Amputations not always necessary for patients with diabetes and gangrene
A new study shows that major amputations are not necessary for the healing of patients with diabetes and gangrene-damaged feet.
“What we see is that below-knee amputations can very often be avoided. However, the results also show that it can take up to a year to heal from even a minor amputation. This shows how important close follow-ups are,” says Magdalena Annersten Gershater, senior lecturer in diabetes care at Malmö University.
Research shows that the risk of ever having to have an amputation is reduced if one receives treatment at a multidisciplinary foot centre.
Magdalena Annersten Gershater
The study was conducted in collaboration with researchers at Skåne University Hospital's diabetic foot centre. Together, they investigated a group of patients with gangrene in their toes or forefoot and followed them up from when they were first admitted until they had healed or had died. Some 66 per cent of the patients who survived, healed without needing a below-knee amputation.
“This means that one must not lose hope. Many people with diabetes think that the worst thing about the illness is the possibility of going blind or having an amputation. However, getting a foot ulcer and gangrene when having diabetes doesn't automatically mean amputation,” says Annersten Gershater.
Gangrene is a type of tissue death that can develop in infected wounds and areas where blood circulation is poor. People with long standing diabetes and foot ulcer are at increased risk of gangrene as a complication of the illness. Many heal without major surgery, but the most severe cases require amputation.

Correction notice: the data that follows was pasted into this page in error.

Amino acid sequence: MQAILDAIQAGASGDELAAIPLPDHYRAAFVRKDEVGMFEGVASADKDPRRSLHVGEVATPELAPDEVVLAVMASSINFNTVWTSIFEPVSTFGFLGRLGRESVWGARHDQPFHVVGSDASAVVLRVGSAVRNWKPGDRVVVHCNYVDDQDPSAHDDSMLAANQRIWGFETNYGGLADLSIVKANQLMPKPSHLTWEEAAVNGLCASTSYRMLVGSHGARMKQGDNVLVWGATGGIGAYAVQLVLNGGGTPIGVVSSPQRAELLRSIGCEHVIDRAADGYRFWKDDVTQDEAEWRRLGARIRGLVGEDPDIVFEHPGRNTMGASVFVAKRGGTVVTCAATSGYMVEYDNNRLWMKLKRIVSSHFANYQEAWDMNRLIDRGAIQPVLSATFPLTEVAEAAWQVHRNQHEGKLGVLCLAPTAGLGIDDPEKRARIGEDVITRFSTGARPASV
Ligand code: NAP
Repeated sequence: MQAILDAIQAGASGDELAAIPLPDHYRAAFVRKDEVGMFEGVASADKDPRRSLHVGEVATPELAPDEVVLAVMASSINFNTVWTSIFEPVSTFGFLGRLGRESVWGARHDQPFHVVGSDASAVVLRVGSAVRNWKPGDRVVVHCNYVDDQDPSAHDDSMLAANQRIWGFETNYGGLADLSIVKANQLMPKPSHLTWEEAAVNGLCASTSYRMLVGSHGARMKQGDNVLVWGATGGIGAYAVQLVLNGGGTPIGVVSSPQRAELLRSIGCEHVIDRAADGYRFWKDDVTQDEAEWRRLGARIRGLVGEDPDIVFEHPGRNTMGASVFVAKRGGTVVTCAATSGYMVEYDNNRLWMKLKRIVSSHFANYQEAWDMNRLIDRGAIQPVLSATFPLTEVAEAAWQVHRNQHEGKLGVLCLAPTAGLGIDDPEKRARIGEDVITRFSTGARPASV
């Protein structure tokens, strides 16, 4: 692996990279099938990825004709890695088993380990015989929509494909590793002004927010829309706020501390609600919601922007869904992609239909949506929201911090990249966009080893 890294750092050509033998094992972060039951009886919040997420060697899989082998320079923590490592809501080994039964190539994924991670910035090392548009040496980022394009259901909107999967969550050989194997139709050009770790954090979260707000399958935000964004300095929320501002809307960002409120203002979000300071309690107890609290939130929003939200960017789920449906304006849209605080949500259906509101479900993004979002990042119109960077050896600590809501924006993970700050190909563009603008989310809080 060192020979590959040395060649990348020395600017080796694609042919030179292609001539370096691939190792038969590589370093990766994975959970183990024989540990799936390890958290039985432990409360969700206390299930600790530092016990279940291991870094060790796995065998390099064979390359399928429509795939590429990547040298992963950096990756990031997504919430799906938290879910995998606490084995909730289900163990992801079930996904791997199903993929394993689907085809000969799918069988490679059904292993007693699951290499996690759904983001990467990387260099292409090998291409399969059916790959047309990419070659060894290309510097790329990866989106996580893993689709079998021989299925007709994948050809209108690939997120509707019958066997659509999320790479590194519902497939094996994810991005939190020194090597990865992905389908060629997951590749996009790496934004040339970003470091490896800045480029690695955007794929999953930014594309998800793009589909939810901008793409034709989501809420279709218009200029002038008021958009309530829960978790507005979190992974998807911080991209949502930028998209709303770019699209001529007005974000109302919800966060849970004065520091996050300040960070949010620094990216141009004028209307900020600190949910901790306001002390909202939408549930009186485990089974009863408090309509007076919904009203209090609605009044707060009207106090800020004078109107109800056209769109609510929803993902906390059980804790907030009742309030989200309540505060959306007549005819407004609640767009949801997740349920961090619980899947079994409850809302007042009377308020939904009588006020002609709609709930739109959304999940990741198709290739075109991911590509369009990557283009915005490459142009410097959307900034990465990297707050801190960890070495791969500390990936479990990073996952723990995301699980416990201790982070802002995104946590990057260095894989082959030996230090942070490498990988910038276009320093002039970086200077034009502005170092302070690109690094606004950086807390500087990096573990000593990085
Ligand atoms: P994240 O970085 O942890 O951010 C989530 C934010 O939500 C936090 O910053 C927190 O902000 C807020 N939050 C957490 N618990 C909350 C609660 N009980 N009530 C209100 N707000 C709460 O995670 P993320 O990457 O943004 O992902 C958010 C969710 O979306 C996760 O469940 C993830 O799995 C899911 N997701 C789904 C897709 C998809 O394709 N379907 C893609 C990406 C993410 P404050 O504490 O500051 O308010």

The new study shows that the risk of major amputation increased if the patient also had several other illnesses – such as heart and kidney disease – combined with old age. Yet, one factor reduces the risk of having to undergo any kind of amputation, according to Annersten Gershater.
“Research shows that the risk of ever having to have an amputation is reduced if one receives treatment at a multidisciplinary foot centre. The needs of these patients are complex, and beneficial treatment requires multiple areas of expertise.”
Text: Anna Dahlbeck & Anna Jaakonaho
Find out more about the research
The study is based on patients who came to the diabetes foot clinic at Skåne University Hospital with foot ulcers between the years 2001 and 2012.
Of the larger sample, 476 people who had or developed gangrene in their forefoot after their first visit were examined and followed up. 66 per cent of the patients who survived healed without needing a below-knee amputation.
Healing below the ankle is possible in patients with diabetes mellitus and a forefoot gangrene
In a previous study, the research team also investigated people over the age of 75 who came to the clinic with diabetes and foot ulcers. In that study, 84 per cent of those who survived healed without a major amputation.
Meet the researcher:
Read more about Magdalena Annersten Gershater and her research